From the codex article on Must Use Plugins:

Can be enabled simply by uploading file to the mu-plugins directory, without having to log-in

This feels like a potential security problem to me. Regular plugins have to be activated via the admin panel before any code from the plugin runs on the site. I always thought this was a sensible security precaution because an attacker who was somehow able to upload a file to the plugins folder would also have to access and modify the database before he could get the code to run. The mu-plugins folder seems to provide a simple way to circumvent that.

I know the WordPress devs know a bit more about security than I do, so I was just wonder if someone could explain why this isn't a security hole.

  • 4
    This assumption is inherently wrong, if I can upload a file you're already in trouble mu-plugins or not. Activation means very little.
    – Wyck
    Jul 17, 2013 at 22:28

1 Answer 1


I agree with Wyck's comment. If I can upload files, game over. If I couldn't upload to mu-plugins chances are that I could upload, and overwrite, the theme's functions.php or Core files instead. Any of those options work as well or better than a mu-plugin file would.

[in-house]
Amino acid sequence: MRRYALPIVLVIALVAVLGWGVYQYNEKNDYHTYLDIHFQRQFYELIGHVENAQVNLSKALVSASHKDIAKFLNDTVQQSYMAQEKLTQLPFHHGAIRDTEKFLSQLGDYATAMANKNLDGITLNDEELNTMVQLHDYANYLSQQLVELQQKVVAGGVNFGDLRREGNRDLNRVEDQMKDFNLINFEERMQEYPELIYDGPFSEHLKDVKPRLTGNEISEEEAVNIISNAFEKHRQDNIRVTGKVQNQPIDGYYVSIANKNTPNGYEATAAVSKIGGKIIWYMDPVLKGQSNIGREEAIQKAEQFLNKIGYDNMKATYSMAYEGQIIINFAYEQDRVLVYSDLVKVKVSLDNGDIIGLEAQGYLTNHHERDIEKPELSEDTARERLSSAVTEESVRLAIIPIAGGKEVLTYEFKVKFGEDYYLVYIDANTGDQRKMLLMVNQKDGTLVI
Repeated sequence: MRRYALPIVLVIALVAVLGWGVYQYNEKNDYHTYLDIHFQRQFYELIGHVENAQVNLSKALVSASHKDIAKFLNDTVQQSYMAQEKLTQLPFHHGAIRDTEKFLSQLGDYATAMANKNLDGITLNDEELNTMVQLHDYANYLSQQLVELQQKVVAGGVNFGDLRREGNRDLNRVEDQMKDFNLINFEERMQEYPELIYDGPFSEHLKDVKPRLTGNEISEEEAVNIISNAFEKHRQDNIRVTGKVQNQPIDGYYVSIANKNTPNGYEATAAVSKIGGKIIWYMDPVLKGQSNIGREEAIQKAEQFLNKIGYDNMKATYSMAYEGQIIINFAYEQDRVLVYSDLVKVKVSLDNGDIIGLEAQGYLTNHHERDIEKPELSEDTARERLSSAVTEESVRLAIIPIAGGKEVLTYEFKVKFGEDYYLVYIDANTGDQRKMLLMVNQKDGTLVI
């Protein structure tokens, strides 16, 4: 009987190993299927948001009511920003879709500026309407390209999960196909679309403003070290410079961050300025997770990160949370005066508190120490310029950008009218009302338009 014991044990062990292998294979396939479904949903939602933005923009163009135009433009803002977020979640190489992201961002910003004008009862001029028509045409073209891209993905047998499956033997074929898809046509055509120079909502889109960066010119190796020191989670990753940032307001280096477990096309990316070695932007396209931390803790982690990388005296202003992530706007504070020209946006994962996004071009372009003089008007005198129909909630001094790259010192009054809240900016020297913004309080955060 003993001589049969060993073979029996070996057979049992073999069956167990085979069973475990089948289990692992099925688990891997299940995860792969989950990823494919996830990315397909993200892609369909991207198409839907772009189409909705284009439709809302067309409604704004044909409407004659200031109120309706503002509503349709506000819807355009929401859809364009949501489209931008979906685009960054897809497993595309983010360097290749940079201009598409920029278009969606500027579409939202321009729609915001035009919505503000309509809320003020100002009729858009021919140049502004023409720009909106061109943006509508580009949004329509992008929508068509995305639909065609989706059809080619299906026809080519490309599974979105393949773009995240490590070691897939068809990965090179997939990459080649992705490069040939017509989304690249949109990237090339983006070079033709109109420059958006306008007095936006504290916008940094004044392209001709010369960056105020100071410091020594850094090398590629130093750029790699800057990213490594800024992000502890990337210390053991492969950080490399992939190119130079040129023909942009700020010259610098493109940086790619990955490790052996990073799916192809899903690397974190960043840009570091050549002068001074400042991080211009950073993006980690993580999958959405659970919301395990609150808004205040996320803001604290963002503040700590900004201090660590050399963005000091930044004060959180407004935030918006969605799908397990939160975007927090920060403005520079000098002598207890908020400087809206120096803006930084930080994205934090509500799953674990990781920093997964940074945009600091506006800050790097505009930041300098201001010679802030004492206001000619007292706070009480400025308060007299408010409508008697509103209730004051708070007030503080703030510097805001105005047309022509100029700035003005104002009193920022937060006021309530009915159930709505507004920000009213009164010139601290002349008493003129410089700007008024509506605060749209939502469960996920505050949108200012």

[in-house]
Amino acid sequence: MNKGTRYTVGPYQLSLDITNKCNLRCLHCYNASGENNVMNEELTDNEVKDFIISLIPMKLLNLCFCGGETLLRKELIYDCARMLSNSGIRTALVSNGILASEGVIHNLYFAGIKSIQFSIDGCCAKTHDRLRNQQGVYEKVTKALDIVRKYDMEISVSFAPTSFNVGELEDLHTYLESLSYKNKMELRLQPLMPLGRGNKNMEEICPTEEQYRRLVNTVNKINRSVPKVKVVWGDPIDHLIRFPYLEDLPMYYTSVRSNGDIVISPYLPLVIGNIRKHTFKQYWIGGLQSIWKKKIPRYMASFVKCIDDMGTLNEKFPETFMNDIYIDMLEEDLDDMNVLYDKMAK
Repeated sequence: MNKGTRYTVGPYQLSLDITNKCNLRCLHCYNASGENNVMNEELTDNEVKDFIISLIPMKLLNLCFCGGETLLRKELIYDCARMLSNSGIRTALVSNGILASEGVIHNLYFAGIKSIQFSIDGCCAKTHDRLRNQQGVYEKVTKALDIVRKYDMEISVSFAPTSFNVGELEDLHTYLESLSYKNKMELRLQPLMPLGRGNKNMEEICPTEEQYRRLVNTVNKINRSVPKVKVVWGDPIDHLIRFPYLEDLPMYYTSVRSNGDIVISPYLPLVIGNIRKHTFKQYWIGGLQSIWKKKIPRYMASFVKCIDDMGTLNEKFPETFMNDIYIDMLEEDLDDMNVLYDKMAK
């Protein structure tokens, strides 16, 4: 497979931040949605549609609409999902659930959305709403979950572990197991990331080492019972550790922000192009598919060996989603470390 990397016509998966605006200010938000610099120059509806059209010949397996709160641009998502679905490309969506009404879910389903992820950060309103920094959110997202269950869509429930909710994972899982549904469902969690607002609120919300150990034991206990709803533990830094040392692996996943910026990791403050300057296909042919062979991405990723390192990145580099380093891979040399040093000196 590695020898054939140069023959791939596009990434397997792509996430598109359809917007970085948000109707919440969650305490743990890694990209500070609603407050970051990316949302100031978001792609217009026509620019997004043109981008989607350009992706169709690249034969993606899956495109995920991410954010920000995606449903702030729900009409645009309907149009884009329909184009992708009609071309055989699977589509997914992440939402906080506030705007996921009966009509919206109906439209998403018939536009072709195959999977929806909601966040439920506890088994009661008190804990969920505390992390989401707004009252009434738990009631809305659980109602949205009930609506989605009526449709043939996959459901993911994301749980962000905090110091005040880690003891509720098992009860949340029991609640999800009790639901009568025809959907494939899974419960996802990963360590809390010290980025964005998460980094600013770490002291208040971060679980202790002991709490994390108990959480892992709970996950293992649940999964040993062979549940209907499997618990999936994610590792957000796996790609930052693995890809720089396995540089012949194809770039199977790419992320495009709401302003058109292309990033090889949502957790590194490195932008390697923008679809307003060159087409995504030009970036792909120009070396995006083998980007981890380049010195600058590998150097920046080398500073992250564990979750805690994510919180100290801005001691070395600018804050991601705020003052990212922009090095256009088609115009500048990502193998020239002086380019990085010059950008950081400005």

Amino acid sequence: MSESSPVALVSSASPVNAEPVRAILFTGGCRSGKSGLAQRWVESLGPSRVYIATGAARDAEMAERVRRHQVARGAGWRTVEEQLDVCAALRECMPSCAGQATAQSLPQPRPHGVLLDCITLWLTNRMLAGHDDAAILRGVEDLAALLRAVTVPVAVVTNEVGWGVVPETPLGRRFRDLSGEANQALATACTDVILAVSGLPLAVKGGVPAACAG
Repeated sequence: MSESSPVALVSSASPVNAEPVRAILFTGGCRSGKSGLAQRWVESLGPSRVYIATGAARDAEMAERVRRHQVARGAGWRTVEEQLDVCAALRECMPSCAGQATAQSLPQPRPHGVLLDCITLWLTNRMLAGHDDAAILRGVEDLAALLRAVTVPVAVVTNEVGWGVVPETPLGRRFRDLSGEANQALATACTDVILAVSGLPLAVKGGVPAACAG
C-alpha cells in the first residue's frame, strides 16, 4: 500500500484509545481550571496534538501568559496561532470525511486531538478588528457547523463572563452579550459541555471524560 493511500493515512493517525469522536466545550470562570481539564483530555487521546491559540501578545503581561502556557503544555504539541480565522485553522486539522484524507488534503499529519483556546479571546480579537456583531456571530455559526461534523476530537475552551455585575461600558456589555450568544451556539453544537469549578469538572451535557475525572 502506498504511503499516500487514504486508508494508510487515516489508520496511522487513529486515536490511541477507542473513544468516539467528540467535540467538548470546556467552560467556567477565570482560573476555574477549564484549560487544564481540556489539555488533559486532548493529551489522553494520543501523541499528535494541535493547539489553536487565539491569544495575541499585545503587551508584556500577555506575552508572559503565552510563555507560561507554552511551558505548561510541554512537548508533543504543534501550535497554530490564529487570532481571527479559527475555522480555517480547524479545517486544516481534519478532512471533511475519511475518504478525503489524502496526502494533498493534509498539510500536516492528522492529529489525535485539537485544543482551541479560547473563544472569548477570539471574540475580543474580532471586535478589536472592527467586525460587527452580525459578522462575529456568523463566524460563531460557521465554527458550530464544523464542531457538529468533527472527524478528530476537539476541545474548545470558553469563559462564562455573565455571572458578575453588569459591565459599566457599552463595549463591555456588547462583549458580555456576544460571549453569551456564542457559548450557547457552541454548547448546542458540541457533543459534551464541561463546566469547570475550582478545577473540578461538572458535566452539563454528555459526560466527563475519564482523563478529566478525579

The "also modify the database" part is irrelevant because if I can upload files modifying the database is trivial. Just run wp_insert_user or use $wpdb to run SQL to directly alter the database.

In other words, if I can upload files to the server I have already got more substantial control over the server than PHP is able to deal with, more control than PHP is able to put up a barrier against. The ability to upload to the server is a very substantial hack.

I don't know that activating plugins is so much security as it is convenience. The user can switch plugins on and off, and the developer can use activation and deactivation hooks to run special purpose code.

  • Thanks for the explanation. Of course, simply uploading a file doesn't guarantee the web server will execute it in the WP environment where you can access $wpdb, but, as you say, replacing functions.php or a core file would easily accomplish that.
    – Dominic P
    Jul 17, 2013 at 23:02
  • No, it doesn't guarantee that you have access to WordPress functions but you should still have PHP's database functions and if you can write to the server there is pretty good chance you can read wp-config.php to get connection credentials (though again probably not with 100% certainty).
    – s_ha_dum
    Jul 17, 2013 at 23:06

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